Bioethics experts emphasized that it is important to know the readiness of professionals towards performing the MITS procedure. Experts believe that health professionals’ should not be trained on MITS if they are reluctant because it is unethical to force professionals’ to go against their belief and values.

“Healthcare providers should first need to explore whether or not they would be willing to learn and perform MITS technique to rule out the CoD in neonates and stillbirths. If health professionals are performing the procedure because they are being forced by the management or supervisor, then the provider should not do it.” (Bioethics expert, KII)

Logistical challenges influencing acceptability of MITS

Healthcare providers identified a few logistical challenges that could affect the acceptance and implementation of MITS. The lack of mortuary services was considered to be a major barrier since there is no separate place to store the body until the MITS procedure is conducted.

“We do not have separate space to keep the dead bodies until the MITS procedure room is prepared.” (Health care professional, FGD)

A few healthcare providers mentioned that families from distant places would not allow the procedure since they would like to go back to their villages soon after the death to carry out the rituals. Health professionals further elaborated that in cases where parents would show willingness for the procedure, they may require transport back to their villages.

“Often people have to go back to their villages, they require transport facility. So if you are taking the consent then you need to be very sure that these technical things get fulfilled with utter respect.” (Health care provider, FGD)

Perceived benefits of MITS procedure

Greater diagnostic accuracy

Generally, most healthcare providers and key-informants were positive about the concept of MITS and showed willingness to adopt this technique at their health facility as it might offer greater diagnostic accuracy. Health professionals mentioned that verbal autopsies have been the most common yet inaccurate method for investigating the CoD. Experts further highlighted that MITS has the potential to correctly diagnose the causes of death as it involves body imaging and needle biopsies of organs for histopathologic and microbiologic examination. The biopsy and PCR techniques involved in this procedure were thought to be valuable for determining the specific organism that caused neonatal death or stillbirth.

“We generally don’t know the organism that has led to the death of the child. We are hoping that once we are doing the biopsy and PCR, we’ll also know the organism that is involved in that. And once you know the organism, then perhaps their virulence and their subtypes would lead to the development of even newer vaccines.” [Neonatologist, KII]

Identifying less common causes

Healthcare providers considered MITS as an important contribution to science because it has a potential to identify the less common causes of neonatal deaths and stillbirths. The procedure was considered unique as it may provide valuable insights about disease epidemiology and related treatments, which will eventually help in saving lives of newborns. One key-informant mentioned that for many years, sepsis has been considered as the major cause of child death. The procedure will greatly contribute by revealing hidden causes and syndromes that are not diagnosed through routine investigations and assessment. The neonatologist further explained that this procedure will help improve medical knowledge and public health programs.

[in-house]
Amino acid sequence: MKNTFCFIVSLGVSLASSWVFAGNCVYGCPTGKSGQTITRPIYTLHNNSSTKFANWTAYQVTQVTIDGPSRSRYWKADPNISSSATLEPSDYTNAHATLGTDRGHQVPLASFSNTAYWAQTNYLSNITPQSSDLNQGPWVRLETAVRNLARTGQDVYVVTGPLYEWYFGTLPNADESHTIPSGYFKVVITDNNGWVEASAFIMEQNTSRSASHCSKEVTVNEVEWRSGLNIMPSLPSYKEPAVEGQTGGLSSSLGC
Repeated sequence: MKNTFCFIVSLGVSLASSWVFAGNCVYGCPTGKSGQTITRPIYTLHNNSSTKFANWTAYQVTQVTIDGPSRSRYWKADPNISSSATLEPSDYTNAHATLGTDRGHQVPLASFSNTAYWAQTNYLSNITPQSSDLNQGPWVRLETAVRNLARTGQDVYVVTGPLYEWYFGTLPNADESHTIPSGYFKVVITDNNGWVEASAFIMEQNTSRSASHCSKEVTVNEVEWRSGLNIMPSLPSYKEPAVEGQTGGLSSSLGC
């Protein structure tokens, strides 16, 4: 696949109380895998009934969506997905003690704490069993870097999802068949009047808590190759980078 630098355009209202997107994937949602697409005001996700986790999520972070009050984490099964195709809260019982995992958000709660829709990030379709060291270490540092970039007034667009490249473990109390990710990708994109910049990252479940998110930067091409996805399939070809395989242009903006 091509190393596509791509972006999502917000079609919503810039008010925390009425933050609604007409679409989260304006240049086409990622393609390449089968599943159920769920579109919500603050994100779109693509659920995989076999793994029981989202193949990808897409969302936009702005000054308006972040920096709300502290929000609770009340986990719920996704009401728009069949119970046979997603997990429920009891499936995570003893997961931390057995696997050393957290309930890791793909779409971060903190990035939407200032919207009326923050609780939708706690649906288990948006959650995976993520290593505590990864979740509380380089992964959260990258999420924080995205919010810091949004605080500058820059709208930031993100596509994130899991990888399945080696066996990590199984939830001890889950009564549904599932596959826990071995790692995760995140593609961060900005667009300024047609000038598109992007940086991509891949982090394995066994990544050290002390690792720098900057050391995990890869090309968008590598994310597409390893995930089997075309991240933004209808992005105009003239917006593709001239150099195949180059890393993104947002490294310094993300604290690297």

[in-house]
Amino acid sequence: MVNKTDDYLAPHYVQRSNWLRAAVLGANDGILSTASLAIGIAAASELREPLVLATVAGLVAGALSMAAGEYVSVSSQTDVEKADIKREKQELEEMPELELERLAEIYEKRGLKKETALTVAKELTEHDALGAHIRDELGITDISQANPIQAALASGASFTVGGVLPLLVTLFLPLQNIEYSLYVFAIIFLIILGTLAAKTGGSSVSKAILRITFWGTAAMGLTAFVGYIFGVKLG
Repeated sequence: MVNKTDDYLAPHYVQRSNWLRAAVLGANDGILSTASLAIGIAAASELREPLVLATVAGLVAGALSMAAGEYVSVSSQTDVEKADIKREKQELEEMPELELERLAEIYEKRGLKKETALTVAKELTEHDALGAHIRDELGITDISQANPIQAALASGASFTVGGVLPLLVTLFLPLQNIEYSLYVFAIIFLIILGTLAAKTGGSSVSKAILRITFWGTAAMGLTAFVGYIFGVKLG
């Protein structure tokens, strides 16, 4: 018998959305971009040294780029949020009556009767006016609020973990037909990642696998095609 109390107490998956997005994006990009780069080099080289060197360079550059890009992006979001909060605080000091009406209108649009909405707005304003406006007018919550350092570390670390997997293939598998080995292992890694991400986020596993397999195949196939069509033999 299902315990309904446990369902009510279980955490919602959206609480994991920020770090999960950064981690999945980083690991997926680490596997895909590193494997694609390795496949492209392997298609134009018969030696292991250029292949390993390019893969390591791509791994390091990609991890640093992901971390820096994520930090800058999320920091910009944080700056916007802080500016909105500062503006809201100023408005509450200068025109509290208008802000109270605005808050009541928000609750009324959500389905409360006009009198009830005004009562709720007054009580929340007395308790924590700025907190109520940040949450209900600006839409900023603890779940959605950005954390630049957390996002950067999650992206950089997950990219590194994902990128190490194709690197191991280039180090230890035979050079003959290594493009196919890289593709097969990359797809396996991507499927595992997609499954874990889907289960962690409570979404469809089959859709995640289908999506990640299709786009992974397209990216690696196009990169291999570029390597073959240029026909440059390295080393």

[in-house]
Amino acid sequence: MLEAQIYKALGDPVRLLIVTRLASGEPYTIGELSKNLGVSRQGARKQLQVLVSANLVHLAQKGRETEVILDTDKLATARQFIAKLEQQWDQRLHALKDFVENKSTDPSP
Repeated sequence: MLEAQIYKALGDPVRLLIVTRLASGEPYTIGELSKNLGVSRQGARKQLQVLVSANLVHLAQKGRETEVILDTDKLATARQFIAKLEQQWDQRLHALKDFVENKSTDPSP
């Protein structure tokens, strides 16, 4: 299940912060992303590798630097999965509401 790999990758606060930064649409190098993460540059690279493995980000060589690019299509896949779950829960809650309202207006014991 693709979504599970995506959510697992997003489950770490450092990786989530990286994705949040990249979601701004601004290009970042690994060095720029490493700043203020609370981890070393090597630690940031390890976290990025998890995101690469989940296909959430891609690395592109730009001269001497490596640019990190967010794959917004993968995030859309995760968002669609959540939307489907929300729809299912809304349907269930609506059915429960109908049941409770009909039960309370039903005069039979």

“Obviously, if our assumptions of those major complications are not true, this study would help us focus on other unknown and less common causes. From years, we have been dragging “sepsis” as a major cause of death. If we will have the knowledge of other causes, we will then work on addressing those.” (Healthcare professional, FGD)

Factors facilitating the implementation of MITS

Building trust

Most health professionals mentioned that building a trusting relationship with the family members and parents of the deceased fetus or newborn is the key strategy for facilitating the implementation of MITS. To build parents’ trust, healthcare providers including doctors and nurses believed that parents would like to see their child during the procedure and therefore they suggested that parents should be allowed in the closed observation/ viewing room that overlooks the MITS procedure room. One of the most important recommendations made by study participants included making counsellors part of the attending physician’s team so that counsellors are accepted by parents and can approach them for MITS consent. In addition, it was advised that counsellors should interact with parents from the beginning so that they can build a good bond with the parents, similar to the bond often developed by the attending physician.

“Counselors should be buddied with the attending physician’s team so that counselor can develop a trust relationship with the parents as a physician does. Plus, there is need to hire separate counselors who could work 24X7 round the clock to strengthen the bonding of counselor with the parents.” (Health care professional, FGD)